Archive for August, 2009


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August 25, 2009 at 9:19 am Leave a comment

Wings take flight

Linda over on her textile blog was talking about trying machine stitched flowers on soluble with wire edges so they can be manipulated into shapes. The scan below shows part of the angel wing for the Sea Angels (it was too big to fit in the scanner).


I drew the outline in fineliner, stitched the diamond grid twice over with straight stitch, then went over in a small zigzag stitch. Then the dissecting lines were stitched twice over with straight stitch. I had a nice easily bendable wire (probably jewellery wire) and zigzagged that around the edges, then went over again with a close satin stitch. I used up as much of the romeo as I could stitching the little bubble fragments. I dissolved it in a sink of warm water, rinsed in cold water, patted dryish with paper towels and laid flat on baking paper to dry.


August 24, 2009 at 9:43 am 1 comment

Christmas Preparations Not!

Just thought I’d pass on this link from Handmaiden. Lots of links here to give you ideas for making Xmas presents. With a thesis to write I will definitely not be having a right old, sewing presents xmas; the credit card might take a hammering instead!!!


August 23, 2009 at 8:59 am Leave a comment

Kings Park

Kings Park (this is how the official website spells it!) was renamed from Perth Park when King Edward VII acceded the throne in 1901. I would add an apostrophe as it was only one king!. It was originally gazetted a park in 1872 (175 ha). Of course for 40,000 years it had been home to the Nyoongar Aboriginal people until the invasion of the British (of whom I am a descendent, with a quite a bit of Irish in there too).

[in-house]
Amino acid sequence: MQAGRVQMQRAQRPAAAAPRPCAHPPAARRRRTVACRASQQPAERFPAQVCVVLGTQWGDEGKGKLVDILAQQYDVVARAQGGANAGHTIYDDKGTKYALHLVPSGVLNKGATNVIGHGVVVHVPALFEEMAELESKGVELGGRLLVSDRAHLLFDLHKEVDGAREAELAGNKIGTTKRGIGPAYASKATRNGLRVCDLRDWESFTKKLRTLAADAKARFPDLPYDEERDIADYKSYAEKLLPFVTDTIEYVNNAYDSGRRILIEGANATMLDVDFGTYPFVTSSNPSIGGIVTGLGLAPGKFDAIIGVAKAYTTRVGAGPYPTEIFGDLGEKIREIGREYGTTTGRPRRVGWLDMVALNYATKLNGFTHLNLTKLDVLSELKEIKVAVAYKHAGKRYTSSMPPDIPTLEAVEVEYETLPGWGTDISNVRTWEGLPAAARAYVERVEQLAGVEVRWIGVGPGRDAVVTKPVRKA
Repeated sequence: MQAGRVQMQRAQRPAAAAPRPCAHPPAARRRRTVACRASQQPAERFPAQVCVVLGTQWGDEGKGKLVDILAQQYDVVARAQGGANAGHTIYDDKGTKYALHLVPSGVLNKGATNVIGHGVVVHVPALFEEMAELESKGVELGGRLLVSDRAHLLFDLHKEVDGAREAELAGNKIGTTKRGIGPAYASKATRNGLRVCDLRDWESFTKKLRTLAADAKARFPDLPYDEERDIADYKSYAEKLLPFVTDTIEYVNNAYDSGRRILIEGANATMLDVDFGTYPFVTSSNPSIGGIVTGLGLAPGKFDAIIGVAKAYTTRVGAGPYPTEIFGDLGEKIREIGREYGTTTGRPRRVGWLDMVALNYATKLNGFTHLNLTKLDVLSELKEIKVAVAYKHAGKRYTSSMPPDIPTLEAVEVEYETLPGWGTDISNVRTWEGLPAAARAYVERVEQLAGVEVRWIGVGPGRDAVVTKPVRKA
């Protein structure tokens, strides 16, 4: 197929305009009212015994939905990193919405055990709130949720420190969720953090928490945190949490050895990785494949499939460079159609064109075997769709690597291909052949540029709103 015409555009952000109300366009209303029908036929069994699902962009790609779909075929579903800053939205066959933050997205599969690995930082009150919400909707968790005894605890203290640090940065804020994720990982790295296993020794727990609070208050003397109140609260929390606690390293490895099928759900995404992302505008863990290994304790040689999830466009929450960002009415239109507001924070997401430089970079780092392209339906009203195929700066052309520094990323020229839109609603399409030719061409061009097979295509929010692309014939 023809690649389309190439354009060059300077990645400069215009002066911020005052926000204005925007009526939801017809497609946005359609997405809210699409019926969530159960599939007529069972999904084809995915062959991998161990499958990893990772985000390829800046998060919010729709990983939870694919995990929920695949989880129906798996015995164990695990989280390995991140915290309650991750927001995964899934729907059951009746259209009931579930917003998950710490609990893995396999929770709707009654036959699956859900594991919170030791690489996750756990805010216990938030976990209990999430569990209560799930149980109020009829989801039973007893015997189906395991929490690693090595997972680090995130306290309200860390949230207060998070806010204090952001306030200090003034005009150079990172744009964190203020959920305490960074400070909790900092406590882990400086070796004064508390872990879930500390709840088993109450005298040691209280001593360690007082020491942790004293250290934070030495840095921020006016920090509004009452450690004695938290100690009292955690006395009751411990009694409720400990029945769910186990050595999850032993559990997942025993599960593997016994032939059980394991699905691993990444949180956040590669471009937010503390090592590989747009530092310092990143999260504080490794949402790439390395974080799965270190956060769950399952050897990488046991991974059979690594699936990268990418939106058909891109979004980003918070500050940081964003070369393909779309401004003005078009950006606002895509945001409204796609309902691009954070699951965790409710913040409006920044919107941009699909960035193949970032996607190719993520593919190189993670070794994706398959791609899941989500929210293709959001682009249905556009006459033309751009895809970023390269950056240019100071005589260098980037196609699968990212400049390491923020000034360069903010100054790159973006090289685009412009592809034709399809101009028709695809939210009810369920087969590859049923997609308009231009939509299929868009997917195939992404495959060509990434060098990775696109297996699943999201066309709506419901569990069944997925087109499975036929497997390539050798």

I spent my last day in Perth wandering around these wonderful gardens, beginning with a free ‘History of the Gardens’ guided tour.

A view of the War Memorial and through to the Swan River:

war memorial

Our tour leader was very informative and also made the effort to find out and cater to our individual interests. She was very patient when I kept interrupting her history talk to ask the names of plants. It is well worth taking one of these tours which are held twice a day on different topics of interest. 

After the tour I had a delicious roast pumpkin salad lunch at the cafe before meandering through the botanic garden section of the park. The botanic garden consists mostly of indigenous WA plants , a major aspect of Kings Park being the conservation and propagation of endangered native flora.

Not being a native WA (who regard them as commonplace), I am fascinated by the sculptural form of the grass trees which have become a sought after landscape plant over here in the south east.

grass trees 1

grass trees 2But wait, there is more!!

grass tree 3I won’t post any more of my 100 photos of grass trees!!!

This is the glass bridge which gives an elevated view at the end of the treetop walkway.

Glass bridgeAlso very sculptural are the boab trees. There are many young trees throughout the gardens:

young boabAnd this ancient specimen, which has just been moved from a development site in the north of WA. It will be two years before they know whether it will survive the move.

big boabThe water garden incorporates the Pioneer women’s memorial water fountain and a large sandstone wall sculpture.

water fountain

women sculptureThe Banksia garden included these wonderful serpentine benches and mosaics:

Banksia benchBeing wintertime the acacia garden was at its flowering best:

acaciaI returned to the cafe for some sustenance, coffee and cake, as well as browsing through the Aboriginal gallery and Kings Park Shop. This is a lovely bandana I bought from the Gallery, a printing of artist Karen Walker’s ‘On Walkabout” design.

bandana:eAs well as the Botanic Gardens there is a native bush walks area, picnic areas and playgrounds. I jumped into the hire car for a drive around the rest of the park. The Synergy Park was a very imaginative play area based on the dinosaur era. I loved this island playground and the metal sculptural elements incorporated. Claudia would have had a great time here.



island 2

Despite spending 5 hours in the gardens I only experienced a fraction of the sights, activities and areas (it is a huge park). If you are going I recommend allocating at least a full day to fully enjoy all there is on offer.


August 16, 2009 at 5:05 pm 3 comments

The Workshop


At the fair on Friday I had also met up with another ‘cyber’ friend, Doreen from Canberra. Doreen is a prolific and talented textile artist and blogger and it was wonderful to meet up at last. We had lunch together and then Doreen went off to a workshop to make this sensational little needlecase. Her stitching is just beautiful.